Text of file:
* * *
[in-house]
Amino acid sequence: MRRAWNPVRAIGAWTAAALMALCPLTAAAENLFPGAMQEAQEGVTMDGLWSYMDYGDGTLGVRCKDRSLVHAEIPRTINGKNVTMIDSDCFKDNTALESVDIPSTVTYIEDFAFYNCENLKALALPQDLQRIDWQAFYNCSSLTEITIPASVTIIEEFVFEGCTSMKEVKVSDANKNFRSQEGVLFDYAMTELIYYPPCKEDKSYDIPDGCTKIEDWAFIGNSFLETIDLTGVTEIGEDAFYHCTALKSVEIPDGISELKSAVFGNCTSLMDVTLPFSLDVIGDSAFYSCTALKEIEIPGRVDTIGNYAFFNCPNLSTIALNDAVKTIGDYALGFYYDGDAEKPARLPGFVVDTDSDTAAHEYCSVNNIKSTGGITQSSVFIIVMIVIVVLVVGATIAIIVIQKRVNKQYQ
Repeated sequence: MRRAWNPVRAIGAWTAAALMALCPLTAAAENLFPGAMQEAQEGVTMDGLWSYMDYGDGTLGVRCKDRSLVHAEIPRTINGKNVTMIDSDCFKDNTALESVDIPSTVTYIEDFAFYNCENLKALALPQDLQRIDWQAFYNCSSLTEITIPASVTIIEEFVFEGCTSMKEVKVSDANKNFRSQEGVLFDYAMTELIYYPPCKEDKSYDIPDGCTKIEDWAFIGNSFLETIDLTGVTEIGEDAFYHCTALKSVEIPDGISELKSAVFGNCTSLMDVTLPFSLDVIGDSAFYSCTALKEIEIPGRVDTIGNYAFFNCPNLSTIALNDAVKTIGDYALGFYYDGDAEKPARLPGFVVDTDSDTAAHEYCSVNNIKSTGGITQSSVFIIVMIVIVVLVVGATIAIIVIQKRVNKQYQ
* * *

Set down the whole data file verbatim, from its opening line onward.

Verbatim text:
[in-house]
Amino acid sequence: MRRAWNPVRAIGAWTAAALMALCPLTAAAENLFPGAMQEAQEGVTMDGLWSYMDYGDGTLGVRCKDRSLVHAEIPRTINGKNVTMIDSDCFKDNTALESVDIPSTVTYIEDFAFYNCENLKALALPQDLQRIDWQAFYNCSSLTEITIPASVTIIEEFVFEGCTSMKEVKVSDANKNFRSQEGVLFDYAMTELIYYPPCKEDKSYDIPDGCTKIEDWAFIGNSFLETIDLTGVTEIGEDAFYHCTALKSVEIPDGISELKSAVFGNCTSLMDVTLPFSLDVIGDSAFYSCTALKEIEIPGRVDTIGNYAFFNCPNLSTIALNDAVKTIGDYALGFYYDGDAEKPARLPGFVVDTDSDTAAHEYCSVNNIKSTGGITQSSVFIIVMIVIVVLVVGATIAIIVIQKRVNKQYQ
Repeated sequence: MRRAWNPVRAIGAWTAAALMALCPLTAAAENLFPGAMQEAQEGVTMDGLWSYMDYGDGTLGVRCKDRSLVHAEIPRTINGKNVTMIDSDCFKDNTALESVDIPSTVTYIEDFAFYNCENLKALALPQDLQRIDWQAFYNCSSLTEITIPASVTIIEEFVFEGCTSMKEVKVSDANKNFRSQEGVLFDYAMTELIYYPPCKEDKSYDIPDGCTKIEDWAFIGNSFLETIDLTGVTEIGEDAFYHCTALKSVEIPDGISELKSAVFGNCTSLMDVTLPFSLDVIGDSAFYSCTALKEIEIPGRVDTIGNYAFFNCPNLSTIALNDAVKTIGDYALGFYYDGDAEKPARLPGFVVDTDSDTAAHEYCSVNNIKSTGGITQSSVFIIVMIVIVVLVVGATIAIIVIQKRVNKQYQ